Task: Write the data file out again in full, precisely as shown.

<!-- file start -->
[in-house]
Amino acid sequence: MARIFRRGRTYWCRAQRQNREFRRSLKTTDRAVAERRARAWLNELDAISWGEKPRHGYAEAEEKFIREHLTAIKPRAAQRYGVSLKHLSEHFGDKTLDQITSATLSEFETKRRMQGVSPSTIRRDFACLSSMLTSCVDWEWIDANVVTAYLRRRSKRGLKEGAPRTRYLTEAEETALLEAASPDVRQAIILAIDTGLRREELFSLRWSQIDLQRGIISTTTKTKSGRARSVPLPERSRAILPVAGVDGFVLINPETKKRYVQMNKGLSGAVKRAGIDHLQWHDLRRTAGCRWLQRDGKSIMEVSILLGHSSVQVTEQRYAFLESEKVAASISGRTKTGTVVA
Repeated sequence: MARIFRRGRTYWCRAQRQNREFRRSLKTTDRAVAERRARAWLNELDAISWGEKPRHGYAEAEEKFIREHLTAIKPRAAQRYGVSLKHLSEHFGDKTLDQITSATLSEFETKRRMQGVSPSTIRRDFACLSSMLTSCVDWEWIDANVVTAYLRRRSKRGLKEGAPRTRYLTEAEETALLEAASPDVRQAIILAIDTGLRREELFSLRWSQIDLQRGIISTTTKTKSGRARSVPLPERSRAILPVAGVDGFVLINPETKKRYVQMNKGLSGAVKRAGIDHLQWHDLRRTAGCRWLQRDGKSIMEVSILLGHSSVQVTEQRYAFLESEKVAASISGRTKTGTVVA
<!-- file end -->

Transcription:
[in-house]
Amino acid sequence: MARIFRRGRTYWCRAQRQNREFRRSLKTTDRAVAERRARAWLNELDAISWGEKPRHGYAEAEEKFIREHLTAIKPRAAQRYGVSLKHLSEHFGDKTLDQITSATLSEFETKRRMQGVSPSTIRRDFACLSSMLTSCVDWEWIDANVVTAYLRRRSKRGLKEGAPRTRYLTEAEETALLEAASPDVRQAIILAIDTGLRREELFSLRWSQIDLQRGIISTTTKTKSGRARSVPLPERSRAILPVAGVDGFVLINPETKKRYVQMNKGLSGAVKRAGIDHLQWHDLRRTAGCRWLQRDGKSIMEVSILLGHSSVQVTEQRYAFLESEKVAASISGRTKTGTVVA
Repeated sequence: MARIFRRGRTYWCRAQRQNREFRRSLKTTDRAVAERRARAWLNELDAISWGEKPRHGYAEAEEKFIREHLTAIKPRAAQRYGVSLKHLSEHFGDKTLDQITSATLSEFETKRRMQGVSPSTIRRDFACLSSMLTSCVDWEWIDANVVTAYLRRRSKRGLKEGAPRTRYLTEAEETALLEAASPDVRQAIILAIDTGLRREELFSLRWSQIDLQRGIISTTTKTKSGRARSVPLPERSRAILPVAGVDGFVLINPETKKRYVQMNKGLSGAVKRAGIDHLQWHDLRRTAGCRWLQRDGKSIMEVSILLGHSSVQVTEQRYAFLESEKVAASISGRTKTGTVVA